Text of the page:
Trust me.

Rubber's Lover is an insane thrillgiver for the jaded viewer-and one I'll be spinning many more times. The entire movie plays out like a good industrial punk album, building on its strengths and gaining power in the repetition of unexpectedly violent beats. The set design, camera work and outrageous performances are unnerving and put Fukui right up there with Tsukamoto or Ishii in it's very best moments. During it's less inspired sequences it is still great fun and will keep you laughing at the overkill.

The DVD transfers of both films are simply stunning, Unearthed Productions has never skimped on quality and they sure didn't start here. Generous supplements are included. Pinocchio 964 contains a short film from 1988 entitled Caterpillar, which is a straight out blast of punk rock and bizarre art images set to an extremely disconcerting soundtrack that challenges the viewers eyes and ears to attempt to synch up continuously. At 32 minutes it runs too long but is an interesting viewing experience one time. Rubber's Lover contains the fascinating, and mercifully shorter ten-minute film Gerorisuto. Made in 1987 it contains riffs later played in Pinocchio 964 and is hypnotic with images of vomit and violation. A short sharp apocalypse, this would be a great prequel to watching the movies.
Both discs also contain interviews with Fukui recorded at the same time, broken up by the discussion of each feature. Pinocchio 964 contains a longer interview and recounts Fukui's start in film making, shooting without permits in Japan (and odd currency that helps you get by) and some very nice insight into the inspirations behind the film. Rubber's Lover focuses more on that film and talks about Fukui's views on cinema in general. He expresses the dislike of genre generalizations that are part of the charm of Pinocchio 964 as well as some other nifty film viewing habits.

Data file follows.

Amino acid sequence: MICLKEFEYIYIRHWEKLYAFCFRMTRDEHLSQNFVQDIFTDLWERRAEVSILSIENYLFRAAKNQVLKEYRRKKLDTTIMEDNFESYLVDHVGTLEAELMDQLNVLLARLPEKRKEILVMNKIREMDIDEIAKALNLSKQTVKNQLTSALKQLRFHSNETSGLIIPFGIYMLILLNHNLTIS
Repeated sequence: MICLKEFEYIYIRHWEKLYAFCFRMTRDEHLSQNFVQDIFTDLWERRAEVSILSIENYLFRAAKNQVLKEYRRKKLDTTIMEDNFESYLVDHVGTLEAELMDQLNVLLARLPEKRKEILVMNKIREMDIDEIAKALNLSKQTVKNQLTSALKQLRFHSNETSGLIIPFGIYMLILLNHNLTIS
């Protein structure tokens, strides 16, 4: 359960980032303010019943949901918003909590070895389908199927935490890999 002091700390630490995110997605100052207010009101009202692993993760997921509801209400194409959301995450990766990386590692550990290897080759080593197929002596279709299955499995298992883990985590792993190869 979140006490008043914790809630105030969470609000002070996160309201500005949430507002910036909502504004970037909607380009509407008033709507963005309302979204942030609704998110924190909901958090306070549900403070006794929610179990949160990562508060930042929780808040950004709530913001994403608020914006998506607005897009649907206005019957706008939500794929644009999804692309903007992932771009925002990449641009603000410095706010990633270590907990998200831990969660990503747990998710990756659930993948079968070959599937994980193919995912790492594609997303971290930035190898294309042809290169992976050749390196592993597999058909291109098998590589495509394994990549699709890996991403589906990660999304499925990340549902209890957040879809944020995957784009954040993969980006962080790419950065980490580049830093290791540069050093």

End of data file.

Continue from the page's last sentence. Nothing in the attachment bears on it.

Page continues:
Beautifully packaged, transferred and loaded with enough information to make you vomit knowledge and eat it back up, these are fantastic entertainment and thanks to the hard work of Unearthed, a definitive collection of a renegade filmmaker as well.
Be sure to stick around for the trailers…Sogo Ishii's stunning (and most likely Cyberpunk Collection material) Electric Dragon 80,000v is included as well as Muroga's Zombie 3 redux via Japan JUNK as well as the trailers for each film.
Now then...I do have Fukui's HENTAILAND to check out... I'll let you know if I survive!


Anonymous said...

Great reviews! I actually found Rubber's Lover at Best Buy of all places! I classify these types of movies as "Japanese Cyberpunk" - which are movies that really give you a "no boundaries to humanity" feeling (I still have a few movies to review in this category). And I agree, the transfers are terrific. Also interesting, especially for Rubber's Lover, it was amazing what Fukui could do with such a low budget.

Anonymous said...

I'm actually pissed that these movies are getting DVD releases in the States. I have dozens of VHS dubs of movies that you just couldn't find anywhere that you can now buy DVDs for. Take Pulse, for example, which I bought on bootleg shortly after its Japanese video release. Four years later, not only does it have a Region 1 DVD, its getting a freakin' theatrical release! Oh, the injustice!

David A. Zuzelo said...

Thanks sfam (and for the link also), I really enjoyed Fukui's efforts. He comes off as a good guy on those interviews as well. He must really love vomit.
e raises a sort of fun point, I know that feeling all to well (hmm..I bought UNSUBBED dvds of the Tomie films!!) But, I'll take em where I can. Interesting to see GOZU (I'll post my review up here shortly) sitting at Best Buy as well. A totally phacked up flick. I laugh when I think about kids who shoplift this stuff and what they will be like in 10 years because of it.